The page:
Transportation interests have written Congress to express opposition to the so-called “devolution” of the federal highway program and the proposed Transportation Empowerment Act.
The bill, introduced in the House and Senate last fall, transfers almost all authority over federal highway and transit programs to the states over a five-year period.
It would lower the federal gas tax to 3.7 cents from 18.4 cents over the transition period, and during the five-year phase out states would receive block grants that come with fewer federal controls over how the money is spent.
“TEA is ill-conceived and by stripping away most federal funding for surface transportation projects, would virtually eliminate the federal government’s constitutionally mandated role in promoting interstate commerce,” the letter, dated Sept. 16, says. “Devolution … would prove disastrous to state and local governments’ ability to maintain and improve their transportation systems when it is widely acknowledged that current resources are seriously insufficient.”
Along with ATA, the coalition includes AAA, the U.S. Chamber of Commerce, the American Association of State Highway and Transportation Officials, the American Highway Users Alliance, the American Road and Transportation Builders Association, the American Society of Civil Engineers, the Associated General Contractors of America and others.
The bill sponsors, however, frame the legislation with conservative principles such as increased local control and a streamlined, more efficient use of taxpayer dollars.
“Under the Transportation Empowerment Act, Americans would no longer have to send significant gas-tax revenue to Washington, where sticky-fingered politicians, bureaucrats, and lobbyists take their cut before sending it back with strings attached,” said Sen. Mike Lee, R.-Utah, who sponsored the bill in the Senate. “Local communities should finally have the flexibility to develop the kind of transportation system they want, for less money, without politicians and special interests from other parts of the country telling them how, when, what, and where they should build.”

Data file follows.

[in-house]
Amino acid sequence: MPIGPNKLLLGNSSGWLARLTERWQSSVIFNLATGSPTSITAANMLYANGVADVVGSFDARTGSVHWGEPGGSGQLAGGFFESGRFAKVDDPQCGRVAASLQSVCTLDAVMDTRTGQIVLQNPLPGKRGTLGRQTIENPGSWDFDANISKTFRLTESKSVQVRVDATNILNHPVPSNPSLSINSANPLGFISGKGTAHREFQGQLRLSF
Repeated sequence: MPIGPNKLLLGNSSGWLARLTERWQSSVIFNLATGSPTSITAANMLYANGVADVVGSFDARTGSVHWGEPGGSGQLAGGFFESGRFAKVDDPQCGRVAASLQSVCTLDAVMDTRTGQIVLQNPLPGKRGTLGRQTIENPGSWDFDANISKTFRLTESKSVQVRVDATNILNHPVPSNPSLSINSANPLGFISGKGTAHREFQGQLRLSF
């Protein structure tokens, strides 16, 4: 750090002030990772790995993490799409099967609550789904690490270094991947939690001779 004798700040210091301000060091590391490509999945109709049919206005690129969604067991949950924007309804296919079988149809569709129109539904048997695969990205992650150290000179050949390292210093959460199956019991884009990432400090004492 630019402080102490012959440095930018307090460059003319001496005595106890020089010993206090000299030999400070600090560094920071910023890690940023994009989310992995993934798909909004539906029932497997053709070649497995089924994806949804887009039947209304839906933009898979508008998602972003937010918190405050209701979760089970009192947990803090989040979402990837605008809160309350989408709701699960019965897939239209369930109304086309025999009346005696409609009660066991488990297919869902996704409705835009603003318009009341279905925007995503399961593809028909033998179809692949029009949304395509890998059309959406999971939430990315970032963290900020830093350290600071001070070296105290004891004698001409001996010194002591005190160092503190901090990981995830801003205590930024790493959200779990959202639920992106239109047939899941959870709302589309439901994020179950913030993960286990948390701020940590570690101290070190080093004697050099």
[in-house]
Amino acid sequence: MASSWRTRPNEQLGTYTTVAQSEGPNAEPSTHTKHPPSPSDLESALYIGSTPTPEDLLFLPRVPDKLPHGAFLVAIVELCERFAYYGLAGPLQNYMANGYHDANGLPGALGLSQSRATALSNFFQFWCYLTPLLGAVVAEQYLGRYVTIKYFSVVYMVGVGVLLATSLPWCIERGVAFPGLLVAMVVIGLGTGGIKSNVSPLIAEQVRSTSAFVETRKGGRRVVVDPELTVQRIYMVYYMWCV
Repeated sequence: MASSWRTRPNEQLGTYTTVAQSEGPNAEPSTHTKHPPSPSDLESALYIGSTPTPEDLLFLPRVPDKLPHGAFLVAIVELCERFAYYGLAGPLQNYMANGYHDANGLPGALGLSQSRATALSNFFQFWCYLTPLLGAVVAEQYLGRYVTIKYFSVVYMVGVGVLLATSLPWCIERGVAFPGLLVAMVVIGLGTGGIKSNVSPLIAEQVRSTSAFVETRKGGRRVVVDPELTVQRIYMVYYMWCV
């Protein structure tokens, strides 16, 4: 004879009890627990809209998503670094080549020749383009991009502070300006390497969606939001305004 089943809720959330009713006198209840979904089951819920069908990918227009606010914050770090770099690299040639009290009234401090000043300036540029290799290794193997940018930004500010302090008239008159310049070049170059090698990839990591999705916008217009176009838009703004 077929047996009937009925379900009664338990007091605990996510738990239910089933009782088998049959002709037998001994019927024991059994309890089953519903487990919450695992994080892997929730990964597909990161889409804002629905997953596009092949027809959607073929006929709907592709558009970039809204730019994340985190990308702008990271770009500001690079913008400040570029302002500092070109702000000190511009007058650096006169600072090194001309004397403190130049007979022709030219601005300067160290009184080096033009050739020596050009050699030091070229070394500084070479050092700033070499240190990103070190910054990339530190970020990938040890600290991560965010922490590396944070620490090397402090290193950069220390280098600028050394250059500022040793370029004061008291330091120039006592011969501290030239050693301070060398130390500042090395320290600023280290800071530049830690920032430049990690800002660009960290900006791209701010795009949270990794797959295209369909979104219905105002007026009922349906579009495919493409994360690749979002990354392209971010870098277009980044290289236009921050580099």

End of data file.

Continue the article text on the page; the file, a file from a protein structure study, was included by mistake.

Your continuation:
In the video below, House sponsor Rep. Tom Graves, R.-Ga., explains the bill to Fox News.
GovTrack gives HR 3486 – which has 52 co-sponsors, all Republicans – a 2 percent chance of getting out of committee and 1 percent chance of being enacted.
Indeed, “devolution proposals are not a solution to the long-term infrastructure funding question, but rather serve as a distraction from the debate about how best to fund our nation’s infrastructure,” the opposition letter concludes, calling on lawmakers to work toward a new surface transportation bill before MAP-21 expires in May. “Congress must act now to avoid prolonging the ongoing funding crisis that is the result of failure to provide long-term, stable funding for transportation.”
Also Tuesday at the Capitol, Governors Highway Safety Association Chairman Kendell Poole told a Senate hearing that the passage of a long-term transportation reauthorization would improve safety on the roadways.
Speaking before a Commerce subcommittee looking into federal oversight of highway safety grant programs under MAP-21, Poole said it’s difficult for states to adequately plan and forecast future needs and attain performance targets when funding and program authority are uncertain.
The safety association also suggested Congress and NHTSA should simplify and streamline grant processes so states can spend more time on life-saving programming and less time on administrative paperwork.
This article was written by Kevin Jones, Senior Editor for CCJ Digital.